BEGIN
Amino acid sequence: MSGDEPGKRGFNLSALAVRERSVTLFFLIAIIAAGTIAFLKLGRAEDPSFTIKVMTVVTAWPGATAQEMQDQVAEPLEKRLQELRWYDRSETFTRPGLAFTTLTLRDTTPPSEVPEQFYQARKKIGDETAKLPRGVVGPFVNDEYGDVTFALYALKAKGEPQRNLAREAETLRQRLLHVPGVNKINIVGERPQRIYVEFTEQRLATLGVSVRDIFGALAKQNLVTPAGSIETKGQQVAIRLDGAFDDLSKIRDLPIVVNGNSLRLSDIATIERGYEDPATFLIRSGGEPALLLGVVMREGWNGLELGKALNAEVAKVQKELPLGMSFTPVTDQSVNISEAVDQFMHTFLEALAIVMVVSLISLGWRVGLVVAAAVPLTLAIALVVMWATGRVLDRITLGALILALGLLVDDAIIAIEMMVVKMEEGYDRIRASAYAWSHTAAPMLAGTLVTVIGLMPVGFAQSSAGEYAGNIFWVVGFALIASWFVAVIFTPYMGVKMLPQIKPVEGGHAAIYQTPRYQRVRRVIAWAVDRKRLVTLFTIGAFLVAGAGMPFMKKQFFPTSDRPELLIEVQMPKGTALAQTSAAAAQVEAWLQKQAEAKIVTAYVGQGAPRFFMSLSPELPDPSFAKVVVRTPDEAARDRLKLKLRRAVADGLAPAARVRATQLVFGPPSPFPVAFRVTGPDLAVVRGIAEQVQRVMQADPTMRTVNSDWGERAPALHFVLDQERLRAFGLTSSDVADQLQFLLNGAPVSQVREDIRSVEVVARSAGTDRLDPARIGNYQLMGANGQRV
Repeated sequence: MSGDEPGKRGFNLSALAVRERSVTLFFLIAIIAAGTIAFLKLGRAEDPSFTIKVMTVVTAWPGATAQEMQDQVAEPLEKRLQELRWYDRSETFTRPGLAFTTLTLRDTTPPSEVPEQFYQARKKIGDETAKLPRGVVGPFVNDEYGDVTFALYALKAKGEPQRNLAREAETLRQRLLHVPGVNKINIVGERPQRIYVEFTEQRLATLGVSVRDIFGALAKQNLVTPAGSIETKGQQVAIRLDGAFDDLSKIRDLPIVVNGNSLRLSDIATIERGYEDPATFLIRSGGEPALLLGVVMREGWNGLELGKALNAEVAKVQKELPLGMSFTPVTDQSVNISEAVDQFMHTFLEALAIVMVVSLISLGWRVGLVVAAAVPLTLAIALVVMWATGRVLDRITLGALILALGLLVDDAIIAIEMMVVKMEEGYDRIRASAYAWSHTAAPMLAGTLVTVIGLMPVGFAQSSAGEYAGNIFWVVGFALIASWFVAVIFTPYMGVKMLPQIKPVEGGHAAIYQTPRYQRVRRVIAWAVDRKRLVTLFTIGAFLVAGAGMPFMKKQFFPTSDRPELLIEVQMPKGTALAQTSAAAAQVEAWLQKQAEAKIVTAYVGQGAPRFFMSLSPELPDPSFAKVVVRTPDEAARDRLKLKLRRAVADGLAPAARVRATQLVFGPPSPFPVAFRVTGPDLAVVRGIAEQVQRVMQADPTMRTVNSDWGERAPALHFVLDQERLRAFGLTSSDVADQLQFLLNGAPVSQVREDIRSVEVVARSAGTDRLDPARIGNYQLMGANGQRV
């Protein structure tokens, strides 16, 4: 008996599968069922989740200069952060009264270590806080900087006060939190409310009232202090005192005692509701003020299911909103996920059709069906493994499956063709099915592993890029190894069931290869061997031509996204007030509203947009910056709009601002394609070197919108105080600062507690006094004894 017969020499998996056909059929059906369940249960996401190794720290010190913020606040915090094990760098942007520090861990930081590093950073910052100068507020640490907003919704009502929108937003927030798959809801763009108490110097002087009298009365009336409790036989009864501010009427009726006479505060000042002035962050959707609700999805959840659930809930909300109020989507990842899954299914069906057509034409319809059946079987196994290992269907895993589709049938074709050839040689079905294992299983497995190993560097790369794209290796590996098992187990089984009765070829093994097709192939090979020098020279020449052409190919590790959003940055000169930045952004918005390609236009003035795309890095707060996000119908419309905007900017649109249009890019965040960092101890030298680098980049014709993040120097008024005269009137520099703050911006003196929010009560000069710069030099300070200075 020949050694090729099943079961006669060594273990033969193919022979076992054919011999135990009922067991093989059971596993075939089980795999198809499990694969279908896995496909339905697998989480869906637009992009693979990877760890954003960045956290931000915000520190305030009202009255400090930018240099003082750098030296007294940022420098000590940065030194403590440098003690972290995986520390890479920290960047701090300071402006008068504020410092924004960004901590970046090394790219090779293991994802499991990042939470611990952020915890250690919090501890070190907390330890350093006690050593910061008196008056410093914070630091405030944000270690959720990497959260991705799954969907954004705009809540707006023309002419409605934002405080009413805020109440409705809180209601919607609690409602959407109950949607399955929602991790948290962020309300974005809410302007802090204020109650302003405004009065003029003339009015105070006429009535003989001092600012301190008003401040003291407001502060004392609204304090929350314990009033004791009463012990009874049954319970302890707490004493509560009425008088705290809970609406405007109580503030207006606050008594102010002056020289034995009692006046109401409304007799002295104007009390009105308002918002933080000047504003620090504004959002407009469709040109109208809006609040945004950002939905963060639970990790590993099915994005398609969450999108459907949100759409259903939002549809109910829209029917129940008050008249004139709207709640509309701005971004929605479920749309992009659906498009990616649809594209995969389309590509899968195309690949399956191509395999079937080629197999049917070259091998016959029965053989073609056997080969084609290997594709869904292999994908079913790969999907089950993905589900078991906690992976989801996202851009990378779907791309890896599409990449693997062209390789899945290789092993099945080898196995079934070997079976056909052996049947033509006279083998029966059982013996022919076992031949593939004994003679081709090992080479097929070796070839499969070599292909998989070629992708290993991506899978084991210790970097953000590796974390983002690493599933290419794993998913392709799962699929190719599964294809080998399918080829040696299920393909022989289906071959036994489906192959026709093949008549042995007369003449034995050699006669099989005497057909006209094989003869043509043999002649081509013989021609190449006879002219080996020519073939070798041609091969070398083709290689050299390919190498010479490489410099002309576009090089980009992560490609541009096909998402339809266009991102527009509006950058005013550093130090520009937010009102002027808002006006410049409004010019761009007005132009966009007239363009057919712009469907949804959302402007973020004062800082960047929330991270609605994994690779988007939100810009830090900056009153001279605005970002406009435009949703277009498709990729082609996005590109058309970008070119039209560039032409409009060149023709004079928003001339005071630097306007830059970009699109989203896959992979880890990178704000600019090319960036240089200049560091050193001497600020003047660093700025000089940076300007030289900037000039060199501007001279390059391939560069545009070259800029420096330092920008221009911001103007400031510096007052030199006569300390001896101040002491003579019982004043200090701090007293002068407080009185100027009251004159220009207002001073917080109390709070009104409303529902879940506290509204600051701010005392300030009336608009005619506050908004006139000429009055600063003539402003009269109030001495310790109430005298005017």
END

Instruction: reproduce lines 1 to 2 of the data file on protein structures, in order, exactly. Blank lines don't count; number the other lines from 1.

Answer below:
Amino acid sequence: MSGDEPGKRGFNLSALAVRERSVTLFFLIAIIAAGTIAFLKLGRAEDPSFTIKVMTVVTAWPGATAQEMQDQVAEPLEKRLQELRWYDRSETFTRPGLAFTTLTLRDTTPPSEVPEQFYQARKKIGDETAKLPRGVVGPFVNDEYGDVTFALYALKAKGEPQRNLAREAETLRQRLLHVPGVNKINIVGERPQRIYVEFTEQRLATLGVSVRDIFGALAKQNLVTPAGSIETKGQQVAIRLDGAFDDLSKIRDLPIVVNGNSLRLSDIATIERGYEDPATFLIRSGGEPALLLGVVMREGWNGLELGKALNAEVAKVQKELPLGMSFTPVTDQSVNISEAVDQFMHTFLEALAIVMVVSLISLGWRVGLVVAAAVPLTLAIALVVMWATGRVLDRITLGALILALGLLVDDAIIAIEMMVVKMEEGYDRIRASAYAWSHTAAPMLAGTLVTVIGLMPVGFAQSSAGEYAGNIFWVVGFALIASWFVAVIFTPYMGVKMLPQIKPVEGGHAAIYQTPRYQRVRRVIAWAVDRKRLVTLFTIGAFLVAGAGMPFMKKQFFPTSDRPELLIEVQMPKGTALAQTSAAAAQVEAWLQKQAEAKIVTAYVGQGAPRFFMSLSPELPDPSFAKVVVRTPDEAARDRLKLKLRRAVADGLAPAARVRATQLVFGPPSPFPVAFRVTGPDLAVVRGIAEQVQRVMQADPTMRTVNSDWGERAPALHFVLDQERLRAFGLTSSDVADQLQFLLNGAPVSQVREDIRSVEVVARSAGTDRLDPARIGNYQLMGANGQRV
Repeated sequence: MSGDEPGKRGFNLSALAVRERSVTLFFLIAIIAAGTIAFLKLGRAEDPSFTIKVMTVVTAWPGATAQEMQDQVAEPLEKRLQELRWYDRSETFTRPGLAFTTLTLRDTTPPSEVPEQFYQARKKIGDETAKLPRGVVGPFVNDEYGDVTFALYALKAKGEPQRNLAREAETLRQRLLHVPGVNKINIVGERPQRIYVEFTEQRLATLGVSVRDIFGALAKQNLVTPAGSIETKGQQVAIRLDGAFDDLSKIRDLPIVVNGNSLRLSDIATIERGYEDPATFLIRSGGEPALLLGVVMREGWNGLELGKALNAEVAKVQKELPLGMSFTPVTDQSVNISEAVDQFMHTFLEALAIVMVVSLISLGWRVGLVVAAAVPLTLAIALVVMWATGRVLDRITLGALILALGLLVDDAIIAIEMMVVKMEEGYDRIRASAYAWSHTAAPMLAGTLVTVIGLMPVGFAQSSAGEYAGNIFWVVGFALIASWFVAVIFTPYMGVKMLPQIKPVEGGHAAIYQTPRYQRVRRVIAWAVDRKRLVTLFTIGAFLVAGAGMPFMKKQFFPTSDRPELLIEVQMPKGTALAQTSAAAAQVEAWLQKQAEAKIVTAYVGQGAPRFFMSLSPELPDPSFAKVVVRTPDEAARDRLKLKLRRAVADGLAPAARVRATQLVFGPPSPFPVAFRVTGPDLAVVRGIAEQVQRVMQADPTMRTVNSDWGERAPALHFVLDQERLRAFGLTSSDVADQLQFLLNGAPVSQVREDIRSVEVVARSAGTDRLDPARIGNYQLMGANGQRV